About Imagination, Gadgetry and Avoiding Fantasy Tropes
July 24, 2011 § 27 Comments
So, about eight months ago I set out to write a fantasy novel without any particular plan in mind. I didn’t have a clear idea about what I would write: on the contrary, the fun of it was to put pen to paper and see what happened. I was interested to see what my imagination would produce if I gave it free rein. And that’s why I like to write fantasy: there are no real limits. I can write whatever my imagination can concoct.
I probably had a clearer idea about what I didn’t want to write. I’ve been a big fan of fantasy fiction since I was a child, and I’ve read an awful lot of it. These days that feels like I’ve read the same three stories about a thousand times each. So here are the fantasy tropes I was specifically avoiding:
– Elves, or any obvious derivative thereof;
– Dwarves, or any obvious derivative thereof;
– Any sort of ancient enmity between my obvious elf-and-dwarf-race derivatives;
– Wizards in pointy hats (much as I love pointy hats in themselves);
– The sort of magic that involves throwing fireballs;
– Unicorns of Power (for “unicorns” also read “dragons/gryphons/winged horses/etc”);
– A pseudo-medieval setting;
– An ancient, legendary sword/ring/orb of unthinkable power;
– An orphaned child hero who turns out to be the lost heir to a kingdom;
– A villain who is The Lord of Evil and is (inexplicably) determined to cover the world in Shadow;
– Any kind of prophecy whatsoever.
That sounds harsh. I do have a definite soft spot for all of the above, and I don’t mean to imply that a fantasy book that involves any of the items on my list is not worth reading. Far from it. I simply wanted to do something different.
So how did I do? It turns out that most of the above were pretty easy to avoid. I took a generally nineteenth-century society as a basis for my setting – my characters travel in carriages, have running water and proper bathing facilities – and I have an all human cast (though some of my humans are winged). There are no fireballs, pointy hats or unicorns and there are strictly NO prophecies. I have two protagonists, both female: one suffers, if anything, from an excess of family security rather than the opposite and the other is an entirely stable, high-ranking and powerful woman of 38 (why are so many fantasy heroes/heroines under twenty five, by the way?).
I also avoided the idea that if there’s magic, you can’t have science or technology. When I discussed this on twitter, it was pointed out (quite rightly) that “magic” usually means science that isn’t understood yet; totally true, but my beef with fantasy and sci-fi is that we tend to end up with one extreme or the other. If there’s “magic”, there’s no science, and if there is any form of advanced technology there can’t really be magic. Our fictional alter-egos either understand everything, or nothing. Now me, I am a fan of fanciful gadgetry. I enjoy steampunk, though not exclusively; steam power is terrifically fun but there’s a much broader category of mildly deranged fantasy-themed gadgetry one could imagine. So I did! So far my characters have cameras, elevators, tracking devices and a form of television. I’m looking forward to developing that further in the next book.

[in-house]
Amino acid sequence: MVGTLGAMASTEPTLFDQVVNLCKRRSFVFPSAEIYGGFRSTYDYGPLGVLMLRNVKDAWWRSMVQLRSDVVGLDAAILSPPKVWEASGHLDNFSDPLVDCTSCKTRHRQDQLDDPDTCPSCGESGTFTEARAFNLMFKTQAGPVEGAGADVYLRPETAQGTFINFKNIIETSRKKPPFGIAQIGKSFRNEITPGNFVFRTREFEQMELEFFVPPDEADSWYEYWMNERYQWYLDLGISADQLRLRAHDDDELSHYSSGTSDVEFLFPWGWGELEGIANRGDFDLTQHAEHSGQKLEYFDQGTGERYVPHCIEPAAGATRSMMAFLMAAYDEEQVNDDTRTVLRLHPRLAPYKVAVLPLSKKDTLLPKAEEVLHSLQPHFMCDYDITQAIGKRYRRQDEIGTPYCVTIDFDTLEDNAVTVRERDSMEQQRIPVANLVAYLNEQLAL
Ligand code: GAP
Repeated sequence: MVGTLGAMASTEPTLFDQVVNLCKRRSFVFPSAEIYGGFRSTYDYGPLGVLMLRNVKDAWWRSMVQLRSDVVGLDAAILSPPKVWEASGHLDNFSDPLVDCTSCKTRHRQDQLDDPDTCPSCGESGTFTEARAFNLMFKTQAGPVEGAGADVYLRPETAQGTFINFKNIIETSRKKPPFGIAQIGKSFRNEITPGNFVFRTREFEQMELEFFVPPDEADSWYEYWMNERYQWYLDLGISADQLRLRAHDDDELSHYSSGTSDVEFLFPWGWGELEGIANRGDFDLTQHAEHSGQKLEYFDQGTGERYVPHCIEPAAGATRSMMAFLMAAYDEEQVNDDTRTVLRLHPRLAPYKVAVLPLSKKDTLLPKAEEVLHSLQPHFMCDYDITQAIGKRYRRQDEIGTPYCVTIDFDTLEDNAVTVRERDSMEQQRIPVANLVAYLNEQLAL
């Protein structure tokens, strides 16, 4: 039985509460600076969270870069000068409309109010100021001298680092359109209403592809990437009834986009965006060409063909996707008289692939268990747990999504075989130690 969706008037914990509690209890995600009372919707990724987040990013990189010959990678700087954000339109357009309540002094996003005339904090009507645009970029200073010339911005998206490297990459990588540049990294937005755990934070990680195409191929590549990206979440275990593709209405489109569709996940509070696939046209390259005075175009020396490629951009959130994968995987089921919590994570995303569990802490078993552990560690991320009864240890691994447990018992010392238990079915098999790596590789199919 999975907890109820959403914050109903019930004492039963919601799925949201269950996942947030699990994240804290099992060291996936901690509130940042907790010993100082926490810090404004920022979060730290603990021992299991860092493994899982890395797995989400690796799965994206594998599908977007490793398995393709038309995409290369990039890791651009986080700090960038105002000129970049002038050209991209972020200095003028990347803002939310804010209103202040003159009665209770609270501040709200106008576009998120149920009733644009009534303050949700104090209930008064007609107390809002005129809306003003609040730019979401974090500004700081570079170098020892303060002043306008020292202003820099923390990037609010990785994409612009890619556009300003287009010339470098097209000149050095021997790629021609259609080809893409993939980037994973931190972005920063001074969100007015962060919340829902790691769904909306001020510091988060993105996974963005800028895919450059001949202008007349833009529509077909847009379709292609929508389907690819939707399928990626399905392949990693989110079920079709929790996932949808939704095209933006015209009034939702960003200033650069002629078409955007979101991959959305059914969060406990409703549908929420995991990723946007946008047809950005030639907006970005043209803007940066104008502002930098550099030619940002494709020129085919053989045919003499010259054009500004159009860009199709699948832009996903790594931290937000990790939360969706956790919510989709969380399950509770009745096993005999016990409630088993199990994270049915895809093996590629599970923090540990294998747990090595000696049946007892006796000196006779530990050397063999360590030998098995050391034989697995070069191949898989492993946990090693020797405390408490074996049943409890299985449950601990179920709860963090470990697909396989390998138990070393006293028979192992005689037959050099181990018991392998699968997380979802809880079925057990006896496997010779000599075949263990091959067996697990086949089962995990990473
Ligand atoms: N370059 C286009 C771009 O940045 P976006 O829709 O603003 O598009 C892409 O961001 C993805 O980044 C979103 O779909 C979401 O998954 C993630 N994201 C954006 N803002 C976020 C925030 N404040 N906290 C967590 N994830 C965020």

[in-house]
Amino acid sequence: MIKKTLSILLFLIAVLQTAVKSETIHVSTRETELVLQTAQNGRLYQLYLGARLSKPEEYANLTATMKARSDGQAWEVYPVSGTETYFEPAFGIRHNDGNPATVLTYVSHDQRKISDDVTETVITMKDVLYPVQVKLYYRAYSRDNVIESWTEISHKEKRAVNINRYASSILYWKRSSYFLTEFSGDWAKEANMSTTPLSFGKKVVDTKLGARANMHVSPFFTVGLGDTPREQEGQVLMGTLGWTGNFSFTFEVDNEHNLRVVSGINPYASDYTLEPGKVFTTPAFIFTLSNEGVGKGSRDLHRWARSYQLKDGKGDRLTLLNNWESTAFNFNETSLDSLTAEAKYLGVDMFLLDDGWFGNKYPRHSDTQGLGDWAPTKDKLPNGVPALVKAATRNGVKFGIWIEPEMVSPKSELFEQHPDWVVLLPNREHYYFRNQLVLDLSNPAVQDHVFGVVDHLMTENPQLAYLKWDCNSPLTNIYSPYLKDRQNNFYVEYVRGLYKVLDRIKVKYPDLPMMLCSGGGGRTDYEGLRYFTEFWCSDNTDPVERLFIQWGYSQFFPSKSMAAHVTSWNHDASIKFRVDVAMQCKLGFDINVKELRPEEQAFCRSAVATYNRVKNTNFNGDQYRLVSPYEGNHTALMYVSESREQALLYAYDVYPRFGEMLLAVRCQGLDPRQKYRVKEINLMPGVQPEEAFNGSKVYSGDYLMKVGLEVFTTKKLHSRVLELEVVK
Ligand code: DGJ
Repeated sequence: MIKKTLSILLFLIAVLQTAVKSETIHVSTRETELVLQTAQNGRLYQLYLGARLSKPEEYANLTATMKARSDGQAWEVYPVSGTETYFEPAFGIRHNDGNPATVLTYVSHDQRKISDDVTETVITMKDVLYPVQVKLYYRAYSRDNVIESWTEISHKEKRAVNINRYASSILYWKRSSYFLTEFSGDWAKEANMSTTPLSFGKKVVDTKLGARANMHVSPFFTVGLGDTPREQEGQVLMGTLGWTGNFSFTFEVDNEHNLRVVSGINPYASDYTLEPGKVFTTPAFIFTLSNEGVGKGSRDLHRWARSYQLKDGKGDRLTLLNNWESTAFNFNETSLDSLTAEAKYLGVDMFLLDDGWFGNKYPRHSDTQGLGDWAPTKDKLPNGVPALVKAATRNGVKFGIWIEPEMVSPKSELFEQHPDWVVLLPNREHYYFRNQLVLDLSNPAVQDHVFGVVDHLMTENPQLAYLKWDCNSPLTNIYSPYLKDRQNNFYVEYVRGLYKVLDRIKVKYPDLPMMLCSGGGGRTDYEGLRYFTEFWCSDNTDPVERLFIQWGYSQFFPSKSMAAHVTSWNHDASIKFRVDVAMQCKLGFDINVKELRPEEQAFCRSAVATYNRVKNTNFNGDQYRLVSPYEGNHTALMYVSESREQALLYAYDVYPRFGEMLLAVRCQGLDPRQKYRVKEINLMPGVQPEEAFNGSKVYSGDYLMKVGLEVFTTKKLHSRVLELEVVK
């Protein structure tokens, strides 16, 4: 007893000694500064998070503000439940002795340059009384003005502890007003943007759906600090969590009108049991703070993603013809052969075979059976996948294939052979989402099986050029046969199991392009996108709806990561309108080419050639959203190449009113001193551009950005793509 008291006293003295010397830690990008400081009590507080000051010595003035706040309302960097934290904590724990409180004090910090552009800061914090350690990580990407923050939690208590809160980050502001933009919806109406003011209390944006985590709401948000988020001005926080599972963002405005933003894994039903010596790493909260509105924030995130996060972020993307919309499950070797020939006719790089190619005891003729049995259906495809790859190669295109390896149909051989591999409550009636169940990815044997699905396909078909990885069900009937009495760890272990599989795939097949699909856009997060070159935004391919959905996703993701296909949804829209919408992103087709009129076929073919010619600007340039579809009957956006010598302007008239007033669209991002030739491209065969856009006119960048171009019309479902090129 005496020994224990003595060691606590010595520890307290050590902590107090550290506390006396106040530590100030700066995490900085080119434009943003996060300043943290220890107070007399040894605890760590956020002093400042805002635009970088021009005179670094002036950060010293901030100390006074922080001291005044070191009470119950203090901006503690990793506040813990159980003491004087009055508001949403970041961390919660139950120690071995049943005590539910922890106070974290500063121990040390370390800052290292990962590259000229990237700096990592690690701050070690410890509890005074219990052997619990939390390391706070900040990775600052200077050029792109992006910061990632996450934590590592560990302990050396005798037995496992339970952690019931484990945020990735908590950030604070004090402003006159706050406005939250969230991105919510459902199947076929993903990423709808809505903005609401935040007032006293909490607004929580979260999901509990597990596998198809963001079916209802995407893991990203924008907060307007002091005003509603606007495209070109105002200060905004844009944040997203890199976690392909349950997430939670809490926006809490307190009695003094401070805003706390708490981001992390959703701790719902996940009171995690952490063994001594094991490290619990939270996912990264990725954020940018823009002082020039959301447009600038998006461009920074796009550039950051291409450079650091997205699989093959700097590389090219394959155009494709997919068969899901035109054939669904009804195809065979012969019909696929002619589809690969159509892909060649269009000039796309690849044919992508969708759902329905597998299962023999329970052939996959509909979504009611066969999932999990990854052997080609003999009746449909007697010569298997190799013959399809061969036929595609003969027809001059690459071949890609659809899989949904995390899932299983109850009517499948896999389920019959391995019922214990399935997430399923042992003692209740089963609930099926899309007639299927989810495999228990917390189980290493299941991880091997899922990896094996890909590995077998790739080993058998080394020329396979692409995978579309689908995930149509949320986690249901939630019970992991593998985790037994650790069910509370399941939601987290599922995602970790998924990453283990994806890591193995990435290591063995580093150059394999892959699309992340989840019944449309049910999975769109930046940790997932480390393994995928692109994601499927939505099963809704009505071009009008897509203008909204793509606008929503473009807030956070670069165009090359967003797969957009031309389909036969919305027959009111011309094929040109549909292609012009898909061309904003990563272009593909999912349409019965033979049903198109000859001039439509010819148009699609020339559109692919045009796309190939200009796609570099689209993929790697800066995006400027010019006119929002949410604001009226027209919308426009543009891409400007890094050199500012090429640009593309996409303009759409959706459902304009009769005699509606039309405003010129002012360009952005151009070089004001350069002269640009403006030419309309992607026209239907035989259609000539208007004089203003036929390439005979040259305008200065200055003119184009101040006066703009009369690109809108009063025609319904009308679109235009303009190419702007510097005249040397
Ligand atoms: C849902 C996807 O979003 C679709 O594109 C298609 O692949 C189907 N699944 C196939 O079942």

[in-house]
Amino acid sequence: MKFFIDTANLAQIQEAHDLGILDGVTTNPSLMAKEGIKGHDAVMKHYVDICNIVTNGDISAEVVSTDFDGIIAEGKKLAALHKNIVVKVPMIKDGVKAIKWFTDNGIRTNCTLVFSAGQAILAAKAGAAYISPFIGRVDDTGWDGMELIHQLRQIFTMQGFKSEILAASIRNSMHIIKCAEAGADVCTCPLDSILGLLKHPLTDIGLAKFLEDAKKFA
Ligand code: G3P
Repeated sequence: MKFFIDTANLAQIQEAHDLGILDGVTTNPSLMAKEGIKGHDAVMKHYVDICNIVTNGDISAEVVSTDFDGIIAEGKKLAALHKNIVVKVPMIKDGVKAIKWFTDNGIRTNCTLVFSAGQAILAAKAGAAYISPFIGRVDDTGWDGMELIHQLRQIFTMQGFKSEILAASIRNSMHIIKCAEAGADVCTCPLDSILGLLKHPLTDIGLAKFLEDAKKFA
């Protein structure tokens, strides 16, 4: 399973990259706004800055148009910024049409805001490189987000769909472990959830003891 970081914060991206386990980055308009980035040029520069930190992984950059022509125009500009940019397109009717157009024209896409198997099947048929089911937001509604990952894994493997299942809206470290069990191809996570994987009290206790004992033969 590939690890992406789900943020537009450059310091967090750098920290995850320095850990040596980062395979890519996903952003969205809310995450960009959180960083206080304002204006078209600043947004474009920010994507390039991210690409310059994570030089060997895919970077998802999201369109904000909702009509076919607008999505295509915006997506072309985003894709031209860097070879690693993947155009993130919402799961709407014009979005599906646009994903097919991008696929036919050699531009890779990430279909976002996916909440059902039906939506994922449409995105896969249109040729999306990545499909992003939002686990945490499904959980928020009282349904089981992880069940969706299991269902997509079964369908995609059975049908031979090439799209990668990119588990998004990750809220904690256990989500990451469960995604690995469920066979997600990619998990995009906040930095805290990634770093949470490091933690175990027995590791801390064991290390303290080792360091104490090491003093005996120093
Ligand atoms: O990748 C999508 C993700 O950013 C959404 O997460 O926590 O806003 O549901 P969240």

I probably had way too much fun with the weird and wonderful creatures and the peculiar places. In this I can see the influence of one of my lifelong favourites, Alice in Wonderland. Why have mundanity when you can have colourful unpredictability? I have characters living in giant mushroom houses and houses on stilts; I have distant worlds that generate a whole new landscape every hour or so; I have a world full of creatures that have never appeared in any zoological reference book save my own; I have madly civilised tea-drinking villains, carnivorous plants and countries where it’s always either light or dark, but never both in succession. And yet in spite of all this oddness I can see that the whole thing is utterly steeped in Englishness. I’m speaking of the national rather than the personal.
Ah well. That’s what you get for taking the chains off the imagination and letting it go.
Anyway, in the middle of all this madness there was one trope I utterly failed to avoid. The dragons. They snuck in in spite of my best efforts and took over the whole story. Why was that? I don’t know. The best I can say is that of all the most common fantasy tropes, dragons for some reason have always stayed with me the longest. I didn’t really want to write about dragons, but in the end I find that I don’t mind.
So, the sum total of all this fantasy trope avoidance is, apparently, that I have written a science fiction book instead. So say some of my beta readers. I’m not sure what to make of that, but fair enough: it stands as a work of mixed fantasy and sci-fi and we’ll see what happens. As of now, the newly-named Draykon is awaiting its cover art. There are a couple of formatting problems to iron out (with which, fortunately, I will have help) and a blurb to write (at which I am terrifically bad, so that may take me some time).
Then it’s time to start work on the sequel.
Hey ho. The road goes ever on and on… 😉